The NHS in Gloucestershire is urging local people to continue to seek medical help if they have symptoms of a potentially serious illness or health condition.

Nationally, the number of people presenting with symptoms of possible heart attack, stroke and suspected cancer has reduced considerably since the onset of the Covid-19 pandemic, in spite of it being likely that these illnesses will be at the previous levels.

Although the nature of health services has changed in response to the pandemic, both GP practices and our emergency departments are available to see patients with potentially serious health conditions.

Similarly, our ambulance services continue to respond to all emergencies and therefore the public should not hesitate to contact 999, without delay, in a life threatening situation or if there are signs of someone becoming very unwell.

Locally, the NHS is very grateful for the public’s responsible use of our GP and emergency services, which is contributing positively to our local response to the pandemic. However, GP practices and local A&E Departments remain open to care for local people with potentially serious conditions.

Urgent Care Lead at NHS Gloucestershire Clinical Commissioning Group and local GP, Dr Jeremy Welch said: “We recognise that people will continue to get ill and suffer injuries that are not Covid-19 related.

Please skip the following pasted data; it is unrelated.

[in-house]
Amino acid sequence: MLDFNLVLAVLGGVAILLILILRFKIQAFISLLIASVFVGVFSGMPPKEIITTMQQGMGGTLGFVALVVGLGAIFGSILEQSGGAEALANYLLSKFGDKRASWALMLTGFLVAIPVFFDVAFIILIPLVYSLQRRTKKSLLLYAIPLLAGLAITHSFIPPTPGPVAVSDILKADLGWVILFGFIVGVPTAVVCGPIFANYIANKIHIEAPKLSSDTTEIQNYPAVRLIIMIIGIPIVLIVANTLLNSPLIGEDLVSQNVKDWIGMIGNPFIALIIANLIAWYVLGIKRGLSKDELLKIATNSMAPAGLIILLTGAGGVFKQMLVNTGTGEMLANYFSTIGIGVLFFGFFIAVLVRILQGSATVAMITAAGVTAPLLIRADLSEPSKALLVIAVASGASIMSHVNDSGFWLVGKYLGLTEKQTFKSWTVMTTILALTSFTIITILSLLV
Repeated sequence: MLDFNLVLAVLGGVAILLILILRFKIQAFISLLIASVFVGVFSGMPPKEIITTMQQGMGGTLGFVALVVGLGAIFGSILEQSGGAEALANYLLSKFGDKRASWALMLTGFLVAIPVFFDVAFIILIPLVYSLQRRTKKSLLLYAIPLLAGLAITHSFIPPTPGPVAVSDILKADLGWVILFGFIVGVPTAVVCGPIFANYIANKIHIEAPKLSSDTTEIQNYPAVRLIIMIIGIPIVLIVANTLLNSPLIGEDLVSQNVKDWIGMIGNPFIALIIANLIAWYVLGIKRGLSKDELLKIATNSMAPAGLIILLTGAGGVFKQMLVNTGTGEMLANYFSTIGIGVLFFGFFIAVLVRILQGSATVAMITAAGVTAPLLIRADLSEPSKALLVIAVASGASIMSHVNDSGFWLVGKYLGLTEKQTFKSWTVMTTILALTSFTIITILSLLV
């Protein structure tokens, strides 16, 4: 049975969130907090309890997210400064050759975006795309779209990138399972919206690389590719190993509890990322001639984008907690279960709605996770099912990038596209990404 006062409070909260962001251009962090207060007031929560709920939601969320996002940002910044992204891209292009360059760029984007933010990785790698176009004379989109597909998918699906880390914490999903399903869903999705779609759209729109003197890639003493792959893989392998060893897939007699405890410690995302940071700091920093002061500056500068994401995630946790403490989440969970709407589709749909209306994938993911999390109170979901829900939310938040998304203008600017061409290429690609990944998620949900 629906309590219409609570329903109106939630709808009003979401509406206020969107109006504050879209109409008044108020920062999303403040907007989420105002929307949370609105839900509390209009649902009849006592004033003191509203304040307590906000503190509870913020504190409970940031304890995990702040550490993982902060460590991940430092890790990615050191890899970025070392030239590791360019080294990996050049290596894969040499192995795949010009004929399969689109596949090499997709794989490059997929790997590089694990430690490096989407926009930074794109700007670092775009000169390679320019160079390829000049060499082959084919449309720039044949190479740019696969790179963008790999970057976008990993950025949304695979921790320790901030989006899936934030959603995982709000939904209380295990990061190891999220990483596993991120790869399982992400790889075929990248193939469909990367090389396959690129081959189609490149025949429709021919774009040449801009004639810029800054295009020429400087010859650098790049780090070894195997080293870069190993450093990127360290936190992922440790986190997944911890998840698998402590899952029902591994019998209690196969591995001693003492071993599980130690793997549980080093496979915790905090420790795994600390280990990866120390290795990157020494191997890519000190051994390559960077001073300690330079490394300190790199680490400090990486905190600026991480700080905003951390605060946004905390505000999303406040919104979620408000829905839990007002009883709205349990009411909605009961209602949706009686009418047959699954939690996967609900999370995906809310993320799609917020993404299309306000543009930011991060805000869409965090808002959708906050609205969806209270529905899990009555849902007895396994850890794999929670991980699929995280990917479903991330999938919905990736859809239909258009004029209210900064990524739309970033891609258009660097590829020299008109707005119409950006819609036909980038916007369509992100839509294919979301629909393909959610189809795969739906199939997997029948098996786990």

Whilst Covid-19 is presenting real challenges for the NHS and we value the public’s support in choosing wisely, we also want people to know that urgent care is still very much available.”

Emergency Care Consultant at Gloucestershire Hospitals NHS Foundation Trust, Rob Stacey said:

“It’s important that people do not delay seeking help with serious time critical conditions, as this could result in poorer outcomes for their health further down the road.

People should continue to call 999 and attend the A&E Departments if they believe their health is at risk, for example if they or a loved one see the signs of stroke, severe chest pain or worsening asthma.

The Trust continues to prioritise essential services and emergency care for children continues to be in place at the Gloucestershire Royal site.”

Dr Welch added:

“The same is true if people believe they are experiencing symptoms that could be associated with cancer – for example, blood in their urine or if they feel a lump in their breast. It is better to get it checked out as soon as possible and call their GP surgery. It is important that people don’t just sit there and worry and in the majority of cases, cancer will be ruled out.”